Guest Editorial -For Plateworld.com                                                 

 Don Baudrand, Don Baudrand Consulting,   e-mail:donwb@tscnet.com

 

Nickel Plating Failure

A CONSULTING REPORT

Objective: Investigate and identify possible/probable causes of failure of nickel-plating on mild steel items.

I was given a comprehensive tour led by the people responsible for manufacturing and engineering who introduced me to the nature of the problems.

The nature of the failure: Plating failure occurred after extended use. Failure was separation of the electroless nickel plating from the mild steel items.

Observations: The failure was characteristic of aggressing chemical attack of the plated deposit with extensive non-oxygen corrosion (corrosion beneath the plated film) and pit corrosion on the surface of the nickel plating.

Factors influencing failure: Sharp edges, burrs, porosity in the solder joints aggressive cleaning materials and possible loss of adhesion are inherent in the plating process if procedures are not adequate or are not followed.

Conclusion summary:

The aggressive cleaning procedure is a major cause of failures of plated items. The additional possibility of stray electrical currents, thermal cycling and flexing adds to the corrosion potential. There is a great deal of variation of circumstances including varying water hardness, chloride in the water, the many different cleaning solutions available, and the variance in recommended amount of cleaner to use contribute to the results.

To protect the items the plating must be nearly perfect in procedure, control and maintenance for all aspects of the preparation and plating procedure. Contributing to the plating difficulties are sharp edges burrs, type of solder-flux, the type of solder, the procedures for soldering, and cleaning solder porosity. There are also possible factors not seen by me such as the rinsing pattern inside the washer, the heat distribution in the soldering furnace, etc.

There may be no is single cause, but many contributing causes. I concluded that the plating procedure was adequate to produce good quality results, were it not for the aggressiveness of the cleaning chemicals and cleaning procedures. and the other factors that will be discussed in detail. I recommended some changes.

I am aware of failures that have occurred where no cleaning took place and no aggressive materials were used. In the following report I will deal with the nature of corrosion and the many factors involved.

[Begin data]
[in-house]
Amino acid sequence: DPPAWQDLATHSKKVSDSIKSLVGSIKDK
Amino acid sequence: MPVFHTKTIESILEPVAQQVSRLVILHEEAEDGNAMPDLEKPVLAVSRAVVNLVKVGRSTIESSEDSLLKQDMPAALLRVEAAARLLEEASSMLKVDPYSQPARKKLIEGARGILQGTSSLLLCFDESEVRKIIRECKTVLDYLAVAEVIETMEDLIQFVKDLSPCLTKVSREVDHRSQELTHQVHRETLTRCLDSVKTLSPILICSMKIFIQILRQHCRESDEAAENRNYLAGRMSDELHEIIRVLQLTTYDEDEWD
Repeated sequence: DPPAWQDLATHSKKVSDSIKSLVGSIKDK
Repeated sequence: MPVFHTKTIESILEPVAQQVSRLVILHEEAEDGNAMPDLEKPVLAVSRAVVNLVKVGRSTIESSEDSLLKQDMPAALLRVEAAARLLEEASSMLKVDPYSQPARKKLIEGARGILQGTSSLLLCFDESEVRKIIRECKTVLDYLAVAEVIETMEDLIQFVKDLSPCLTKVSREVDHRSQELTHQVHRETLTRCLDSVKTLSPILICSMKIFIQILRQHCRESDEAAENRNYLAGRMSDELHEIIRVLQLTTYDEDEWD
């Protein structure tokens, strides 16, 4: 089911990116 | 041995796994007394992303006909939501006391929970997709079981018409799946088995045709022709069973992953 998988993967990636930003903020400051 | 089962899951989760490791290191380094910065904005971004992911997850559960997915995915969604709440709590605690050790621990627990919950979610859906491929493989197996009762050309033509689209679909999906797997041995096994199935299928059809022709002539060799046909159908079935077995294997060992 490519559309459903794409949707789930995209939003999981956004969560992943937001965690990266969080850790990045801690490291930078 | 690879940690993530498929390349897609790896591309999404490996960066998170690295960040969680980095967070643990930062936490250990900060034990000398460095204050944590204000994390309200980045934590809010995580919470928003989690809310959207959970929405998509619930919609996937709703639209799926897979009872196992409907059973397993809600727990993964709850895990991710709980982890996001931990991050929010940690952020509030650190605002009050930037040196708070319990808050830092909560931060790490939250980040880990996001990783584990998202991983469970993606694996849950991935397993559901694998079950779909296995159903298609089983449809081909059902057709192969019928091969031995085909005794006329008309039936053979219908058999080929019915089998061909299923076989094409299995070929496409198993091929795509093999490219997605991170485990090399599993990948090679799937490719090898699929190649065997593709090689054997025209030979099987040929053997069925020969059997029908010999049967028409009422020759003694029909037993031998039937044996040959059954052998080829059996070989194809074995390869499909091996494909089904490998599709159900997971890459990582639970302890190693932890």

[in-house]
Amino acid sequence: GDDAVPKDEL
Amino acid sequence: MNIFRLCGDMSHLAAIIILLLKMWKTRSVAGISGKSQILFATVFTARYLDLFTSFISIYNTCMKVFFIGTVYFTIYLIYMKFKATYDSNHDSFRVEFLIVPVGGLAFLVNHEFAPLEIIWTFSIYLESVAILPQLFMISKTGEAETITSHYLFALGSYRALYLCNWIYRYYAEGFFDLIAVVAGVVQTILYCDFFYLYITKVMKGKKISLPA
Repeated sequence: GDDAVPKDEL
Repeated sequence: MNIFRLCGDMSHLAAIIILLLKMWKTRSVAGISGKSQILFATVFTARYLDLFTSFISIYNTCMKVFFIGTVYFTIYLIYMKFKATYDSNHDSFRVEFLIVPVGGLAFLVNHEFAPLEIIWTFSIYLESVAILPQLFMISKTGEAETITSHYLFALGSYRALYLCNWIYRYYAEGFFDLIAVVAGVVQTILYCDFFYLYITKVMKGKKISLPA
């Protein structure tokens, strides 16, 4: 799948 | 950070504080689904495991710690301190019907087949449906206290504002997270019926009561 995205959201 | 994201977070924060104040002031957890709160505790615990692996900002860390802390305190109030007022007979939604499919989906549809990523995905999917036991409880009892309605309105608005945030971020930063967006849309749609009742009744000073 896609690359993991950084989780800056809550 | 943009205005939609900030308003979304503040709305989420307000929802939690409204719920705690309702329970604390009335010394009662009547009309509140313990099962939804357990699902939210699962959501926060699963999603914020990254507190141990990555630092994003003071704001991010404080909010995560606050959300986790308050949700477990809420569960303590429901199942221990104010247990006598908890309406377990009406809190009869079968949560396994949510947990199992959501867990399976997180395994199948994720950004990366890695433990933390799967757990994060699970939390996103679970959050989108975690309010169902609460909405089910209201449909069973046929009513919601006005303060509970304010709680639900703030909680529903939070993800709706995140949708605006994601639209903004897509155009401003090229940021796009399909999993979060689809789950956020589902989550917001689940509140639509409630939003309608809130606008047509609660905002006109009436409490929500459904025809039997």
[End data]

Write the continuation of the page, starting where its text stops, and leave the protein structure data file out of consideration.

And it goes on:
This report includes details of the plating process as used by your supplier. The report includes observations and suggestions for some remedial changes in procedures.

Corrosion:

Corrosion takes place due to electrochemical (battery) action. The source of the electrical current can be external by so-called stray currents or direct electrical contact or, likely in this case, dissimilarities such as two dissimilar metals in contact with each other forming a battery, often called corrosion cells. Corrosion cells are due to trace materials in or on the surface, differences in structure of the electroless nickel deposit, grain size differences and trace materials in the deposit. Some materials are necessary in the deposits that are present as a part of the plating process such as phosphorus as an alloying metal and trace materials that are used as stabilizers and codeposited with the nickel Phosphorus alloy. For example stabilizers such as lead, molybdenum, or numerous other similar materials, metallic or non-metallic. Pit corrosion can start from these because of the electrochemical cell between nickel and the material. High phosphorus electroless nickel processes are the most chemical resistant of any plated deposit. This fact highlights the aggressive nature of the corrosive materials used for cleaning, and the need to look for and eliminate stray currents from the system.

For corrosion to take place, water (or moisture) must be present in some form. There are two basic types of corrosion. One requires oxygen; the other does not. Oxygen is supplied from air or dissolved in water or from corrosion cells on the surface. Non-oxygen corrosion sometimes called crack corrosion. This is similar to filiform corrosion under painted surfaces. Non-oxygen corrosion is the type that occurs underneath the coating. It starts as a cell at a discontinuous spot such as a hole in the plating or where a burr is broken off, or any porosity such as in the solder and proceeds to corrode under the plating resulting in flaking or complete removal of the plated deposit.

Regarding items that show nickel flaking, it is probable that some stray currents of electrical contact may have occurred. Once the corrosion starts, the non-oxygen corrosion starts in the pores burrs, etc. Oxygen corrosion will take place simultaneously accelerated by any electrical currents including proximity to magnetic fields. I do not have a sure correction for this situation except to say that the corrosion is aided by porosity, sharp edges, etc.

To continue with corrosion: My observations are that from the photomicrographs and personal observation that indeed pitting corrosion occurs. This is greatly accelerated by the aggressive cleaning processes. The good chemical resistance of high phosphorus electroless nickel deposits emphasizes the aggressiveness of the corrosive cleaning. These products are designed to de-scale hard water products.

Electroless nickel deposits are hard materials. Typically the hardness of high phosphorus deposits has a hardness of about 500 to 550 Knoop hardness number (200 gram load). For the engineers, this is about equivalent to 45-50 Rockwell-C. There is little ductility. Thermal cycling may crack the deposit allowing corrosion to start. Flexing the unit may cause cracking. This must be kept in mind when handling and installing the items . Copper work hardens. Repeated flexing may lead to cracking of the copper resulting on crack propagation in the nickel.